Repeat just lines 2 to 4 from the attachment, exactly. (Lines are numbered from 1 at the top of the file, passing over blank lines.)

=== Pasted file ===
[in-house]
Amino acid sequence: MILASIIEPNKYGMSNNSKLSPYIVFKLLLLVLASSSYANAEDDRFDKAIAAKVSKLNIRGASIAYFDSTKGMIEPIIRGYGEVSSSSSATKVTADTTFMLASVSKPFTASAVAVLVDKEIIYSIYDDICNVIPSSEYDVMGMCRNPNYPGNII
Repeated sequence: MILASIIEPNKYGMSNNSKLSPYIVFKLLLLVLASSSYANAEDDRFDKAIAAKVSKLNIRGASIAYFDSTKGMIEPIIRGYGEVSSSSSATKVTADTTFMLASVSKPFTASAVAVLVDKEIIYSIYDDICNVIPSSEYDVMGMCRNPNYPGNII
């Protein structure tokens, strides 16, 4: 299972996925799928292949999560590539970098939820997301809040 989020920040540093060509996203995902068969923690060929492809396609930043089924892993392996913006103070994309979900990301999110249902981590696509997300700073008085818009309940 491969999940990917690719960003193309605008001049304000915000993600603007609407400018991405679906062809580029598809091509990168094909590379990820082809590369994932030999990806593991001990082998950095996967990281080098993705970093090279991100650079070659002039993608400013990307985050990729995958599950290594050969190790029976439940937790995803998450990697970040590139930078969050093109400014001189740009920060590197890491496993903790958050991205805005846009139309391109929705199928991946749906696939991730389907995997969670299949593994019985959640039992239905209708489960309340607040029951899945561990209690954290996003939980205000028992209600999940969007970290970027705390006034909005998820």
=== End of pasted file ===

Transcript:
Amino acid sequence: MILASIIEPNKYGMSNNSKLSPYIVFKLLLLVLASSSYANAEDDRFDKAIAAKVSKLNIRGASIAYFDSTKGMIEPIIRGYGEVSSSSSATKVTADTTFMLASVSKPFTASAVAVLVDKEIIYSIYDDICNVIPSSEYDVMGMCRNPNYPGNII
Repeated sequence: MILASIIEPNKYGMSNNSKLSPYIVFKLLLLVLASSSYANAEDDRFDKAIAAKVSKLNIRGASIAYFDSTKGMIEPIIRGYGEVSSSSSATKVTADTTFMLASVSKPFTASAVAVLVDKEIIYSIYDDICNVIPSSEYDVMGMCRNPNYPGNII
């Protein structure tokens, strides 16, 4: 299972996925799928292949999560590539970098939820997301809040 989020920040540093060509996203995902068969923690060929492809396609930043089924892993392996913006103070994309979900990301999110249902981590696509997300700073008085818009309940 491969999940990917690719960003193309605008001049304000915000993600603007609407400018991405679906062809580029598809091509990168094909590379990820082809590369994932030999990806593991001990082998950095996967990281080098993705970093090279991100650079070659002039993608400013990307985050990729995958599950290594050969190790029976439940937790995803998450990697970040590139930078969050093109400014001189740009920060590197890491496993903790958050991205805005846009139309391109929705199928991946749906696939991730389907995997969670299949593994019985959640039992239905209708489960309340607040029951899945561990209690954290996003939980205000028992209600999940969007970290970027705390006034909005998820």